Feb 25, 2008

Ogoni: Is A New Bank The Answer to Delta Woes?

Calls have been renewed for a development bank for oil revenues – but will it be a break from its corrupt predecessors?

Calls have been renewed for a development bank for oil revenues – but will it be a break from its corrupt predecessors?

Below is an article written by Chioma Gabriel of the Vanguard:

Senator David Dafinone has reiterated his call for the creation of a Bank for Reconstruction and Development for the Niger Delta which will function after the democratisation of the governance of resource rights of the people. The proposed Bank, into which all royalties from the oil companies will be paid, he said, will be the custodian of the funds, as well as preventing misuse of the funds now and in future.

Addressing journalists in Lagos, Dafinone explained that the Bank will lessen the effect of corruption in the disbursement of such funds, by drawing useful lessons from the experiences of Alberta in Canada and Alaska in the United States of America where similar Trust banks are created for such purposes ensuring that funds from non-renewable resources are not spent for the payment of salaries and travel.

On the N444.6billion [€2.6 billion] allocation in the 2008 Budget to the region for security, Senator David Dafinone argued that the allocation will not achieve the desired result but rather, the amount will be counter-productive because resentment of the state and the oil companies by the people will continue to deepen.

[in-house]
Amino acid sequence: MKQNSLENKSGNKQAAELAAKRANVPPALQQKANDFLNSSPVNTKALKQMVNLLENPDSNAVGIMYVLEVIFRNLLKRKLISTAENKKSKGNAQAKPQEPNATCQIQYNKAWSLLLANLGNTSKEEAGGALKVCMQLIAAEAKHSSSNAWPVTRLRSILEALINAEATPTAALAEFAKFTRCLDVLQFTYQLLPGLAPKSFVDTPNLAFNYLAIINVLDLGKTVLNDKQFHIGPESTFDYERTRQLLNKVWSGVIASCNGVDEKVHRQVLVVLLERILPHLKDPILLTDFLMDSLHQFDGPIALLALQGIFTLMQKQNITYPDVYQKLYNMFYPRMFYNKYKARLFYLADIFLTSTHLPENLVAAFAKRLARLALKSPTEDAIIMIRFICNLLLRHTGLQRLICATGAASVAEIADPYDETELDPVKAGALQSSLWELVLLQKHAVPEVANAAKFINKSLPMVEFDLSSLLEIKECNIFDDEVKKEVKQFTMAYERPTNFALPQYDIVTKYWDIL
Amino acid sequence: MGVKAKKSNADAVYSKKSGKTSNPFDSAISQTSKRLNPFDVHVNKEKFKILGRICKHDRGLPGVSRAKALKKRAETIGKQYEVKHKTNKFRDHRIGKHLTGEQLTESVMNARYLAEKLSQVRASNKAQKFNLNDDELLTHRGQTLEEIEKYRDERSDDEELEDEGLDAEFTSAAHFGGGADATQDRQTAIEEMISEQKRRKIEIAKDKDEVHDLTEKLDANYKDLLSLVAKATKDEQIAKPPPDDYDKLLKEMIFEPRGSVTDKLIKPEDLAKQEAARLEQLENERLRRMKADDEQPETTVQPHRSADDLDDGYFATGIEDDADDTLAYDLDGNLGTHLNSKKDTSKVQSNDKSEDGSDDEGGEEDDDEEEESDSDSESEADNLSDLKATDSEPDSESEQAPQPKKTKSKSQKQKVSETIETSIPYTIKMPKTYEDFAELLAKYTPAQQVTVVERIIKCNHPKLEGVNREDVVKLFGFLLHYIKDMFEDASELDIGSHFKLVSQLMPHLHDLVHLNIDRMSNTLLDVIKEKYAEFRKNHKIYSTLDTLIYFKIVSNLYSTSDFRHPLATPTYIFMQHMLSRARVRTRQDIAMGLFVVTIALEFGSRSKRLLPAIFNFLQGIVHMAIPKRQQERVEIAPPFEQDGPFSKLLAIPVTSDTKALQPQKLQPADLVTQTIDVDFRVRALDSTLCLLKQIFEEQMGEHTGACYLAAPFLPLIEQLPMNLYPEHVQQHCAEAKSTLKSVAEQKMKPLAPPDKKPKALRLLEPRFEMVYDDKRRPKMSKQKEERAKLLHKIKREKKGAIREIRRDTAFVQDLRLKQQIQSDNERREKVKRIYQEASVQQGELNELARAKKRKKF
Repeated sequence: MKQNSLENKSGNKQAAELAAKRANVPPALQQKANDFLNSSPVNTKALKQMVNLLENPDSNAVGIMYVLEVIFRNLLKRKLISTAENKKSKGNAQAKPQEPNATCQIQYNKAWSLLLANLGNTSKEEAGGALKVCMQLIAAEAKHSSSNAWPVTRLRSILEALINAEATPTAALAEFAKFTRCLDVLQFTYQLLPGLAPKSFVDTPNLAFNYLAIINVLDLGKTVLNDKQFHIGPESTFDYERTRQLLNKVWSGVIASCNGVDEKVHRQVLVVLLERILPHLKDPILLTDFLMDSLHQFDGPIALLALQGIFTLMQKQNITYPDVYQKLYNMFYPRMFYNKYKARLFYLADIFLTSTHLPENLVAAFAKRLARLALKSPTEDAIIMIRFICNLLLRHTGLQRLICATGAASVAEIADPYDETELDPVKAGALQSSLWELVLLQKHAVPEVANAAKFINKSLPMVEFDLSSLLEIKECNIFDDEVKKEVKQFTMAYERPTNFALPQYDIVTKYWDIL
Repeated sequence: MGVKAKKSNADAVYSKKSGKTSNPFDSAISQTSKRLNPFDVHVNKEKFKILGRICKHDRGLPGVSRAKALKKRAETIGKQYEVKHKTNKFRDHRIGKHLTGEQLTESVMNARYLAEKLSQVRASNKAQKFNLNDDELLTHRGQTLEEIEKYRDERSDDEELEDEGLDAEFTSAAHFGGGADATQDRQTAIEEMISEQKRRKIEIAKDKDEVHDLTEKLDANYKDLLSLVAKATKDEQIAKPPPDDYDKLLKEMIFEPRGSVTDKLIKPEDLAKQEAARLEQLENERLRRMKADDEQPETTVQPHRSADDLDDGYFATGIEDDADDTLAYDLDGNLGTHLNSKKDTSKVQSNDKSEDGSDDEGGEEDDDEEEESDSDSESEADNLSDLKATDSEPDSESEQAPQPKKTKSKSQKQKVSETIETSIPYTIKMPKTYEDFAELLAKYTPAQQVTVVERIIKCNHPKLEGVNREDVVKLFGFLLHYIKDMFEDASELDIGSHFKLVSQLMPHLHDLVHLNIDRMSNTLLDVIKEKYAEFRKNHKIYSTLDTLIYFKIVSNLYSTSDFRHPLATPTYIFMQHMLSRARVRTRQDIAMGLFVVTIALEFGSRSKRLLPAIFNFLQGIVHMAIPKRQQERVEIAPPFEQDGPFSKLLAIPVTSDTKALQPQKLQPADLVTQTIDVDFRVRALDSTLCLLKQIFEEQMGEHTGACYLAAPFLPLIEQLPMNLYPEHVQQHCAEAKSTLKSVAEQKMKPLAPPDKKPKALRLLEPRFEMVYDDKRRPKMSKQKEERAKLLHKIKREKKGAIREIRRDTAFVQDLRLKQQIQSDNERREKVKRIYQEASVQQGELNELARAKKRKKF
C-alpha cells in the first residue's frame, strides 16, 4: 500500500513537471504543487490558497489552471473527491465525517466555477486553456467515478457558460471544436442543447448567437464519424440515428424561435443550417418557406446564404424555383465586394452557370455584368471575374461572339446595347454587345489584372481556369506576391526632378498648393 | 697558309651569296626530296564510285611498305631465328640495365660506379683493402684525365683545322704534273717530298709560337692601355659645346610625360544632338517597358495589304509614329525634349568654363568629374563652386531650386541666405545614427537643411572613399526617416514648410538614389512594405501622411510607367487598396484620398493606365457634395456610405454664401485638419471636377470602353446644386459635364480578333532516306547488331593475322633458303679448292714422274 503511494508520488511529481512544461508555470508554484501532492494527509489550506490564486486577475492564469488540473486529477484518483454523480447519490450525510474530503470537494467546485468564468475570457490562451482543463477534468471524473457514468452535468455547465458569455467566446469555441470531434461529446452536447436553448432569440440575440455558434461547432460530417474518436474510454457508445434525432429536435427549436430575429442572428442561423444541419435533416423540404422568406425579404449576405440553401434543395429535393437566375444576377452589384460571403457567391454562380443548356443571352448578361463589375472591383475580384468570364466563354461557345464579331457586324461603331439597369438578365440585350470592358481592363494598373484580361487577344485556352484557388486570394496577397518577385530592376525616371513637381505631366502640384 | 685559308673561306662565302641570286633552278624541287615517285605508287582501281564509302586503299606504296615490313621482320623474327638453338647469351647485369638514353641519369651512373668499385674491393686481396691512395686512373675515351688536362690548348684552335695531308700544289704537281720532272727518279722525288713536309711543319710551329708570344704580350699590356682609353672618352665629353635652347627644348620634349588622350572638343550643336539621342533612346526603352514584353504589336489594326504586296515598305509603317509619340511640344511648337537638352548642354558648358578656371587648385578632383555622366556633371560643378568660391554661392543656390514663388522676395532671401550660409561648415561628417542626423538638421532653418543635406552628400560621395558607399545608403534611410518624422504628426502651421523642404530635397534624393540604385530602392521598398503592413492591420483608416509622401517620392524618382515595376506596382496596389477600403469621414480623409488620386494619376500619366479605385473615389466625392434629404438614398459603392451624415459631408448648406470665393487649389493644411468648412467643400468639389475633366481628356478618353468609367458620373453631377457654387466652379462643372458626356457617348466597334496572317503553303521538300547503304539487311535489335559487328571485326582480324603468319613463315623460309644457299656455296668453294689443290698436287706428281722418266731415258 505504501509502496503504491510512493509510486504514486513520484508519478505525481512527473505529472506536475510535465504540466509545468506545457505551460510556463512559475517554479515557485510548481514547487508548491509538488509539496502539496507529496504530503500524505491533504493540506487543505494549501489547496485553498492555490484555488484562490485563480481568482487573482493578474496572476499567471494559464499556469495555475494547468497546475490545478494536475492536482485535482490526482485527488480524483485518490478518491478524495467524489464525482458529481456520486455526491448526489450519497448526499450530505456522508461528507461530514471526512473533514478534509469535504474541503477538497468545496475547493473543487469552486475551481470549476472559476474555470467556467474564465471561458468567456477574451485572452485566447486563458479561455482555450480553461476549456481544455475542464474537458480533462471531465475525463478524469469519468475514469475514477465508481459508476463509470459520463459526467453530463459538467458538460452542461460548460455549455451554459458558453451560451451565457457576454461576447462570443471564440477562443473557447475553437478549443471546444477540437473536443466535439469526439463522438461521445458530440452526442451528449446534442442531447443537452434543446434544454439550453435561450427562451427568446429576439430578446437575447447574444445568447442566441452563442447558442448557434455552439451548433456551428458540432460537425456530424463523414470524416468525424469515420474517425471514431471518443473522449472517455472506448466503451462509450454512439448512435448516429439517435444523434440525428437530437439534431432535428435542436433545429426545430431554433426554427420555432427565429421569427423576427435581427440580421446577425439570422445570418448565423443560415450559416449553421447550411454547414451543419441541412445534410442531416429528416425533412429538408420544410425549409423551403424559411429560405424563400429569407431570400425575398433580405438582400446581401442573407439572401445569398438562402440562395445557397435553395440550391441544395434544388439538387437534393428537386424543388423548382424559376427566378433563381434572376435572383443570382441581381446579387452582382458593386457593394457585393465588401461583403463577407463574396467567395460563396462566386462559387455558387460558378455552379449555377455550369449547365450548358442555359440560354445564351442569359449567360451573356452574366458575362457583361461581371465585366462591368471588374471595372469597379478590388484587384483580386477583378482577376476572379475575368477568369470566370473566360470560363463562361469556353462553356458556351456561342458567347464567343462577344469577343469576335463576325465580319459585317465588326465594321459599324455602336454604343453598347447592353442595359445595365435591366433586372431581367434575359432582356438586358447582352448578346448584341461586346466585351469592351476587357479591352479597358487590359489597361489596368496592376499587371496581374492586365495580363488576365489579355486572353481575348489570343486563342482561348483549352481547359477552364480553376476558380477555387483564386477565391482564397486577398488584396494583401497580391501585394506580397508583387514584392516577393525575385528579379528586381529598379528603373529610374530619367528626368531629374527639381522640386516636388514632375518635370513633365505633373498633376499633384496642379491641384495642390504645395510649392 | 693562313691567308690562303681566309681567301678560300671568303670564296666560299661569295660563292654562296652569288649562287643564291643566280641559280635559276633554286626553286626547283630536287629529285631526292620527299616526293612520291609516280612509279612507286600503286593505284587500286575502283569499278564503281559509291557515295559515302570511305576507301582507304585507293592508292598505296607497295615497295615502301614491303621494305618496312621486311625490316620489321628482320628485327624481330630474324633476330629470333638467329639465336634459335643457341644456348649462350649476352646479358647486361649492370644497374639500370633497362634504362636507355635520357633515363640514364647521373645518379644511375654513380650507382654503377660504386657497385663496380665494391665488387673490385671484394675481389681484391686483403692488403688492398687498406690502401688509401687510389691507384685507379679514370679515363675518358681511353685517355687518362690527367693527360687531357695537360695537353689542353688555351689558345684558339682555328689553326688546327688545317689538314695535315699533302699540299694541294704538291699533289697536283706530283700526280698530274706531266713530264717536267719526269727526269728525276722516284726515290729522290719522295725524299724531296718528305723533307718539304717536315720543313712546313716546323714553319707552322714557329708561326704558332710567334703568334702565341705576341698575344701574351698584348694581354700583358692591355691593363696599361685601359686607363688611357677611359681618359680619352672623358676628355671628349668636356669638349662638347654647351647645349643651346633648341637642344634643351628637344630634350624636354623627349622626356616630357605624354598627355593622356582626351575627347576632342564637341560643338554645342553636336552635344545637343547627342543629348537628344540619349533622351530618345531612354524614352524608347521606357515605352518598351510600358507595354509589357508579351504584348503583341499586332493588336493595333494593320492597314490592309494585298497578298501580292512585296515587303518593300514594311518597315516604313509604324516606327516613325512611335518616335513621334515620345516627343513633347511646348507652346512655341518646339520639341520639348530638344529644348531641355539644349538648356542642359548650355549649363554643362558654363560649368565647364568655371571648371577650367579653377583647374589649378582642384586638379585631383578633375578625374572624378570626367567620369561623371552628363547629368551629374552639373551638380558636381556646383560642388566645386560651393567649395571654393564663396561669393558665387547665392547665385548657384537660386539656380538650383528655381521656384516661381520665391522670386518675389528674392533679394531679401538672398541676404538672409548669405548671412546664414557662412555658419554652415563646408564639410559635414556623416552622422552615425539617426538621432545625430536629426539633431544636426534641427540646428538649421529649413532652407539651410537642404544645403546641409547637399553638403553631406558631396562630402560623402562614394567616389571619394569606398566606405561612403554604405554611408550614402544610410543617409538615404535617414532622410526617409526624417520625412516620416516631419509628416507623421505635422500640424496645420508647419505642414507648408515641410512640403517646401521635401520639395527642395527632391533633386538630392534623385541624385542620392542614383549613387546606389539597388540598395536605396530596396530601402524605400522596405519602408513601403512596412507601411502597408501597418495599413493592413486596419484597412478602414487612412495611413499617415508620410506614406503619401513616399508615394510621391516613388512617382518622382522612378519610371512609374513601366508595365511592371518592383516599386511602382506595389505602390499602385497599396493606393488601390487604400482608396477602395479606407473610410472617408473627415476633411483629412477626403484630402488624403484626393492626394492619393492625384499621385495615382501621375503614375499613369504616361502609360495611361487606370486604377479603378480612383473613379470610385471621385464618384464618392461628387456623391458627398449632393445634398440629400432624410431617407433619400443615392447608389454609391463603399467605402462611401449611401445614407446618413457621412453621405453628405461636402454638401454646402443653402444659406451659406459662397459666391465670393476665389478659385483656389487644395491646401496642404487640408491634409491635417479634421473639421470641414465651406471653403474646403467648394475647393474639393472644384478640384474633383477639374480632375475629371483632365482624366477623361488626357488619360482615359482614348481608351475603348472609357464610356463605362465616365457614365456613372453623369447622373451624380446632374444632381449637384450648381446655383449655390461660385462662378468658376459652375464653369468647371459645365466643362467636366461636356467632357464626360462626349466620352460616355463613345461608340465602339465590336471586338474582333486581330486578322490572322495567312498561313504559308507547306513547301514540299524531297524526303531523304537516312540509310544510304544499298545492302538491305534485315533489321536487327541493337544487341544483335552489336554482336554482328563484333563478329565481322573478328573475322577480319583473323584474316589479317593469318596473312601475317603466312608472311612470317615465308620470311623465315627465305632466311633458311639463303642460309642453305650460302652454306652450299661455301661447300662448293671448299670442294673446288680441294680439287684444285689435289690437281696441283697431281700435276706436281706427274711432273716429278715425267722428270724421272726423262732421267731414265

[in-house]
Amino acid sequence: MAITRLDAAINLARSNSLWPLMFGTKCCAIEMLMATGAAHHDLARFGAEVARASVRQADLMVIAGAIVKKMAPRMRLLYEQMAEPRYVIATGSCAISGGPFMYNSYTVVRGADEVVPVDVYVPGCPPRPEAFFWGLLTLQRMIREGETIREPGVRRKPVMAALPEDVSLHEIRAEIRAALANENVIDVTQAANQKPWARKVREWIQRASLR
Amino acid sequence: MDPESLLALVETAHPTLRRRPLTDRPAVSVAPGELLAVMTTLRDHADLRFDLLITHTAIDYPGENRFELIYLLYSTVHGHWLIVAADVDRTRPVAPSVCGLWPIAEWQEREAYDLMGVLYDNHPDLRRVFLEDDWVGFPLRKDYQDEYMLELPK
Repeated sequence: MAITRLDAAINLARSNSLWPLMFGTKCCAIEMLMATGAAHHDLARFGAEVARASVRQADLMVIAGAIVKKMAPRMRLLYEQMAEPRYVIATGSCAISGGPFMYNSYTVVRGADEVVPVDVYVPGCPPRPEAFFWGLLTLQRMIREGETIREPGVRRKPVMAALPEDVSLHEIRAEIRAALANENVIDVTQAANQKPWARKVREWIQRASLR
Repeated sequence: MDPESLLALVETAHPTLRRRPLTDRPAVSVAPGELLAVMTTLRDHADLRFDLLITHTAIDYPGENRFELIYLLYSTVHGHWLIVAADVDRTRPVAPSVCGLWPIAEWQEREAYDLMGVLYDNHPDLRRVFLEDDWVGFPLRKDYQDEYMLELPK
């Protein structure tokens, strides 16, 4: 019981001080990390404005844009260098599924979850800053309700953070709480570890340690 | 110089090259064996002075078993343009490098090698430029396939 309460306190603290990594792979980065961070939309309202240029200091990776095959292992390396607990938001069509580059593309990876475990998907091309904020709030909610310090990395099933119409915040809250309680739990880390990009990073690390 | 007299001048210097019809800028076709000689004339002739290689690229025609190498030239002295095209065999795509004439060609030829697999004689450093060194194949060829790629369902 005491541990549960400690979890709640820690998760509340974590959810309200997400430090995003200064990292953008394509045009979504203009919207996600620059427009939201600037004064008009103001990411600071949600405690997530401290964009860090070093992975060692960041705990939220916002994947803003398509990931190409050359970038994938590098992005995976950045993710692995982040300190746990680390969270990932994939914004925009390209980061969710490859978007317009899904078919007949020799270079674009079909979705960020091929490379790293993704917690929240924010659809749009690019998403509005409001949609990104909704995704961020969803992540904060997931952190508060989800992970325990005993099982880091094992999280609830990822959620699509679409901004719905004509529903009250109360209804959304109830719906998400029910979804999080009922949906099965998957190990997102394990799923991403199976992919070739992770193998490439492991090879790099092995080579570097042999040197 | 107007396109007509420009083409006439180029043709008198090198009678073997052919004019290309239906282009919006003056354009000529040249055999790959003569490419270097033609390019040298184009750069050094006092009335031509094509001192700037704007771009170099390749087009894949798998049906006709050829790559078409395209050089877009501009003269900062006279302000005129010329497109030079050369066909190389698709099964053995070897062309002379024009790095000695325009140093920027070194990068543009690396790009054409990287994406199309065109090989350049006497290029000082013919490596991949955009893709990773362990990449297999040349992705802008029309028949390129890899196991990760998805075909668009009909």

He also noted that state sponsors of terrorism cannot sustain oil exploration and production in the Niger Delta, adding that there can be no peace and guarantee for human security in the region without social, infrastructural and overall development of the area.

“Government must move away from the current piecemeal approach to the crisis and drop misplaced belief that a military solution can be found to the festering violence in the region. It is midnight in Niger Delta and the current methodology being adopted by treating the matter as an ethnic problem of the Ijaw, while omitting other nationalities such as the Ogoni, Urhobo, Ibibio, Effik, Itsekiri and Edo respectively is not in the interest of the Federal Republic of Nigeria.

"I cannot subscribe to the theme that the use of force as a policy can bring about lasting peace to the region. It is imperative that Nigerians from regions other than the Niger Delta, who may feel that the problems of oil producing communities are not in their backyard and who may feel a safe distance from the oil communities, should be reminded that the Federal Republic of Nigeria is an entity within the environment; A decay in any part will ultimately affect the whole nation.”

“I feel challenged to cause a restoration of the people’s right to ownership of land and its content as it was under the pre-colonial period. There is urgent need to reorder the political, social and economic development of the Niger/Delta area as a necessary step to redress the numerous unresolved issues under the national question."